"Billy Sothern's Down in New Orleans illustrates, in very human and heartbreaking ways, how the horrors that emerged during and following Hurricane Katrina existed long before the storm. These beautifully composed stories not only reveal the dignity—and amazing grit and grace—of the hurricane's survivors; they also illuminate larger truths about the urgent issues of our day. Sothern magnifies the urgency of creating a government that really serves the common good - and a society that protects its poor and vulnerable."
--Katrina vanden Heuvel, Editor and Publisher, The Nation
"He eloquently and angrily shows how devastatingly easy it can be for those in power to cast aside the rule of law our society relies on. In outrage he recalls how the prisoners in New Orleans' jail—most of whom had yet to be tried, let alone convicted—had to break open their cell doors to swim to safety. He follows the story of residents suddenly arrested as suspected terrorists and held for weeks with no family contact. Sothern's own story of escape and return adds a personal facet to a Katrina book that looks not to the destruction wrought by the storm, but to that caused by the suspension of rights by those in charge of a great American city now truly in ruins." (Booklist)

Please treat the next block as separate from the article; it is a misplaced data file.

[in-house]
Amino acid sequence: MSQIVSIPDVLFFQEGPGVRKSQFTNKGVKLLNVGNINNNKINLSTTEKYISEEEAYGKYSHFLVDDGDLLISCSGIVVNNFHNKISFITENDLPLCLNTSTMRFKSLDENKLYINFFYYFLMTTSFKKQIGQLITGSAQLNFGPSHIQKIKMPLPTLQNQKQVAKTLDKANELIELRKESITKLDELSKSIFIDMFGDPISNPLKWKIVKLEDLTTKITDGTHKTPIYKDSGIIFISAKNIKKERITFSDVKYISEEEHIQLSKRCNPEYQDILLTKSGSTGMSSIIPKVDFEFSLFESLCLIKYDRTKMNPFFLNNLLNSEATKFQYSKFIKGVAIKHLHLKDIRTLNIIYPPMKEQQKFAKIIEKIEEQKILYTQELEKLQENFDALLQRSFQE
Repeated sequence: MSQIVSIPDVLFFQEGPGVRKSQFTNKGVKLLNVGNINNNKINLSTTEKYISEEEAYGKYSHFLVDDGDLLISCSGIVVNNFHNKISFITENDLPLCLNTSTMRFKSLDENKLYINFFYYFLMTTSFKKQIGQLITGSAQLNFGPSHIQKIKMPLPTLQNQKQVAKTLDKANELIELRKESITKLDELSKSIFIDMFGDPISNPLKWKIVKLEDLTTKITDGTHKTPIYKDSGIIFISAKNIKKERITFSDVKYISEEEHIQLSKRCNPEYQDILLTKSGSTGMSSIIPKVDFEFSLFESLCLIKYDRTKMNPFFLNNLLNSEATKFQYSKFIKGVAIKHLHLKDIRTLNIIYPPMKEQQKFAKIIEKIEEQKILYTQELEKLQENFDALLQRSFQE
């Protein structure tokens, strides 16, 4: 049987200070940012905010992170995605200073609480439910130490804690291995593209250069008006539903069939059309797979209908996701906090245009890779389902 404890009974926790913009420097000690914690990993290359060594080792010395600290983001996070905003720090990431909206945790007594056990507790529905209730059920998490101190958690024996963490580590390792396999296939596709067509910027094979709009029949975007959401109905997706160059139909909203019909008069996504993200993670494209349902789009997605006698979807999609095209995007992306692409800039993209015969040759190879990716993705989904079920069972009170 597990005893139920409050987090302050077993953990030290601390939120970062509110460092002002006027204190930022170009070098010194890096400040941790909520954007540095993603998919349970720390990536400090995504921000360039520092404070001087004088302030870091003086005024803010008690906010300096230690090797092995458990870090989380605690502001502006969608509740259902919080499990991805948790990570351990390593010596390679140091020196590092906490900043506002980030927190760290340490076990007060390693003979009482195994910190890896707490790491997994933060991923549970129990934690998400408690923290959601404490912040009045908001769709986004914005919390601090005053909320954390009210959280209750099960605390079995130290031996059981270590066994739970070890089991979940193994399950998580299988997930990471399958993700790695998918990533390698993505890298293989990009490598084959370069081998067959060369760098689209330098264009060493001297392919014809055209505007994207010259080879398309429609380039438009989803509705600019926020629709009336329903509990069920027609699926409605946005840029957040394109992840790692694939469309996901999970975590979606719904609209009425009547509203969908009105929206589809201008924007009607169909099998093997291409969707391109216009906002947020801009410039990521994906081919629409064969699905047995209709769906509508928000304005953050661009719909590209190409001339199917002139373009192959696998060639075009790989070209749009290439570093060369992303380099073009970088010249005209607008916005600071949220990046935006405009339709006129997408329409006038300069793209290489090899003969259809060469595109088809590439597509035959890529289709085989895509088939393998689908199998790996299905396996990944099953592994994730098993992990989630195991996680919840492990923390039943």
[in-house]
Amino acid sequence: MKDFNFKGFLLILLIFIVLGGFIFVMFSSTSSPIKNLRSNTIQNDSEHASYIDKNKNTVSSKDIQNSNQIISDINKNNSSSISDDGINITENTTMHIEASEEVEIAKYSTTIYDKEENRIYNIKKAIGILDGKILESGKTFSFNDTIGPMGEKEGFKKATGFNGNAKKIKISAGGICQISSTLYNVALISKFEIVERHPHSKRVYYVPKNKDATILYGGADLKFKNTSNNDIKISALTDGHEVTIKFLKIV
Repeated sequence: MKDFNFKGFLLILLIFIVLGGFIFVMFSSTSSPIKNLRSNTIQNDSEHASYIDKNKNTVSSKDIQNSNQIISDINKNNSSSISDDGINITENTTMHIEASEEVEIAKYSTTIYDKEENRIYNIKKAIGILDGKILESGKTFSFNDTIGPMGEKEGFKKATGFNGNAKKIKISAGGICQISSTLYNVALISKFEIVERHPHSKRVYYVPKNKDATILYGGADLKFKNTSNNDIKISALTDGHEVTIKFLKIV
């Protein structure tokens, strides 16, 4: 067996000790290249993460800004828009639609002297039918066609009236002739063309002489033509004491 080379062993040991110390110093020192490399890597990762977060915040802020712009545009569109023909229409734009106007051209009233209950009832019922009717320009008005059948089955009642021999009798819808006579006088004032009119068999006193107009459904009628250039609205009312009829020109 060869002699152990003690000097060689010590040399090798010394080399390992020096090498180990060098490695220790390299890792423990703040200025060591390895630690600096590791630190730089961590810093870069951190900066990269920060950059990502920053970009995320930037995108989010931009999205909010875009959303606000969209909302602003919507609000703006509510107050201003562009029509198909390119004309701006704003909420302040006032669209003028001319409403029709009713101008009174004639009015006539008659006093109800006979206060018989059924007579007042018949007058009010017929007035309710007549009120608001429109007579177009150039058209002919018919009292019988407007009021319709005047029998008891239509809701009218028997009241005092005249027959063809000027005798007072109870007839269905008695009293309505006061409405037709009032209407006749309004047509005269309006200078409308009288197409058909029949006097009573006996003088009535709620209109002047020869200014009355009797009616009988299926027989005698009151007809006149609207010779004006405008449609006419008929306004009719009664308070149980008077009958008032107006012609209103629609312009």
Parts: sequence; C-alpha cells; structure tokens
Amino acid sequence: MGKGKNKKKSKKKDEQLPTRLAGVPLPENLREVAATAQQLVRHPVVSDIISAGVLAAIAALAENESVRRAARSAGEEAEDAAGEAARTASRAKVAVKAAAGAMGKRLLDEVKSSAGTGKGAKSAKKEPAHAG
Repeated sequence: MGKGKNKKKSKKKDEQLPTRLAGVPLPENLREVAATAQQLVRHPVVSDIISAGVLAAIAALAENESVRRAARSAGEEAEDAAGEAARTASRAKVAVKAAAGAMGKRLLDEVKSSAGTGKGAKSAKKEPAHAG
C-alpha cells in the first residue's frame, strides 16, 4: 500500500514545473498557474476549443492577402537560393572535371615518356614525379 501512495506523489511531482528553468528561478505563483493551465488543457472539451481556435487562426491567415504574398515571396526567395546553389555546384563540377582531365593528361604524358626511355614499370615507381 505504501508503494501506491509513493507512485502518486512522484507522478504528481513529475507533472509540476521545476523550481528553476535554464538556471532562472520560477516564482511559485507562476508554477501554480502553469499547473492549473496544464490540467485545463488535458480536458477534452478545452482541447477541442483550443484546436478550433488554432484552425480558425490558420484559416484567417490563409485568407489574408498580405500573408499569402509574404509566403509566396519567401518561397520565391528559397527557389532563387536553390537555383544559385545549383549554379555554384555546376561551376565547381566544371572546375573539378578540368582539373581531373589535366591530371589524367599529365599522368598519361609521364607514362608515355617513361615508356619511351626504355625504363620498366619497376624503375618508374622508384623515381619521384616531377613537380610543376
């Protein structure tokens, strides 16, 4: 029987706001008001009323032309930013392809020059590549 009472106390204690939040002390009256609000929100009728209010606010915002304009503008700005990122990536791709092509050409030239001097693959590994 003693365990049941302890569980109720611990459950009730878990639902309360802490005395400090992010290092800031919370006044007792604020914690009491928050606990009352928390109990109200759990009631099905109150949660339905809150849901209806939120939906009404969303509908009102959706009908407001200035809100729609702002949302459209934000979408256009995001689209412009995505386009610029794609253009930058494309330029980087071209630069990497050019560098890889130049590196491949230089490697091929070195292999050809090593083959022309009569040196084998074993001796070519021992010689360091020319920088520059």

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One side of a complicated story
- Martha A. Murray